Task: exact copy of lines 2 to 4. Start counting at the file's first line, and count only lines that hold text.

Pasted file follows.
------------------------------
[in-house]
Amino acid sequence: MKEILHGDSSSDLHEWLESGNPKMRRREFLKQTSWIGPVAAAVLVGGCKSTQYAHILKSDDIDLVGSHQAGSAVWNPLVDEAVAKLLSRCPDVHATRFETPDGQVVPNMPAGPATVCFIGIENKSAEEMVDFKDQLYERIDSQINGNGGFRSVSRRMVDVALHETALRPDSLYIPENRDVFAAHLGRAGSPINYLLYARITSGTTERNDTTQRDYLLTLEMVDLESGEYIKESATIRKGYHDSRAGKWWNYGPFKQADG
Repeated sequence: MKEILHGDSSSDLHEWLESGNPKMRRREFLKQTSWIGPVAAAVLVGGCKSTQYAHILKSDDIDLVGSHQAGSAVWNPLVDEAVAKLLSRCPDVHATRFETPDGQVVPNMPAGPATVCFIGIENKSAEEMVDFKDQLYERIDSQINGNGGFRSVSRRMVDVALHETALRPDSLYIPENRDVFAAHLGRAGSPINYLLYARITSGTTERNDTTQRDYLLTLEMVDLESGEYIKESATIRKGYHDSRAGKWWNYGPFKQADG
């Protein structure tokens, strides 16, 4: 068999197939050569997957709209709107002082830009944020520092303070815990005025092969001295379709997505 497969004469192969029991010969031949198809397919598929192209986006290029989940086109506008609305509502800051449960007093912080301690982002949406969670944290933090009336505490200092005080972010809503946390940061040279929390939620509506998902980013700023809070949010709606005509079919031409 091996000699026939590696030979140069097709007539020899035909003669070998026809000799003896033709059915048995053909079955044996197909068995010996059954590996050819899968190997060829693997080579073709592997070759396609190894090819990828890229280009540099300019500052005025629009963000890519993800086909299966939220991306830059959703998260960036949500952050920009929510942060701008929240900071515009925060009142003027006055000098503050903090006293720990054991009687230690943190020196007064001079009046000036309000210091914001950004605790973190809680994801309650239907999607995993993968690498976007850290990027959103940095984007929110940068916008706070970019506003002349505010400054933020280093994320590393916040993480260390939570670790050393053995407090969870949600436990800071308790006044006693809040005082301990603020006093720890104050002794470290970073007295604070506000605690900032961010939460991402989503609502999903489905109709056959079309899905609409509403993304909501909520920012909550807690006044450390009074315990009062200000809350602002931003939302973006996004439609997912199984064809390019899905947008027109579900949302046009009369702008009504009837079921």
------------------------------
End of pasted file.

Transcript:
Amino acid sequence: MKEILHGDSSSDLHEWLESGNPKMRRREFLKQTSWIGPVAAAVLVGGCKSTQYAHILKSDDIDLVGSHQAGSAVWNPLVDEAVAKLLSRCPDVHATRFETPDGQVVPNMPAGPATVCFIGIENKSAEEMVDFKDQLYERIDSQINGNGGFRSVSRRMVDVALHETALRPDSLYIPENRDVFAAHLGRAGSPINYLLYARITSGTTERNDTTQRDYLLTLEMVDLESGEYIKESATIRKGYHDSRAGKWWNYGPFKQADG
Repeated sequence: MKEILHGDSSSDLHEWLESGNPKMRRREFLKQTSWIGPVAAAVLVGGCKSTQYAHILKSDDIDLVGSHQAGSAVWNPLVDEAVAKLLSRCPDVHATRFETPDGQVVPNMPAGPATVCFIGIENKSAEEMVDFKDQLYERIDSQINGNGGFRSVSRRMVDVALHETALRPDSLYIPENRDVFAAHLGRAGSPINYLLYARITSGTTERNDTTQRDYLLTLEMVDLESGEYIKESATIRKGYHDSRAGKWWNYGPFKQADG
């Protein structure tokens, strides 16, 4: 068999197939050569997957709209709107002082830009944020520092303070815990005025092969001295379709997505 497969004469192969029991010969031949198809397919598929192209986006290029989940086109506008609305509502800051449960007093912080301690982002949406969670944290933090009336505490200092005080972010809503946390940061040279929390939620509506998902980013700023809070949010709606005509079919031409 091996000699026939590696030979140069097709007539020899035909003669070998026809000799003896033709059915048995053909079955044996197909068995010996059954590996050819899968190997060829693997080579073709592997070759396609190894090819990828890229280009540099300019500052005025629009963000890519993800086909299966939220991306830059959703998260960036949500952050920009929510942060701008929240900071515009925060009142003027006055000098503050903090006293720990054991009687230690943190020196007064001079009046000036309000210091914001950004605790973190809680994801309650239907999607995993993968690498976007850290990027959103940095984007929110940068916008706070970019506003002349505010400054933020280093994320590393916040993480260390939570670790050393053995407090969870949600436990800071308790006044006693809040005082301990603020006093720890104050002794470290970073007295604070506000605690900032961010939460991402989503609502999903489905109709056959079309899905609409509403993304909501909520920012909550807690006044450390009074315990009062200000809350602002931003939302973006996004439609997912199984064809390019899905947008027109579900949302046009009369702008009504009837079921």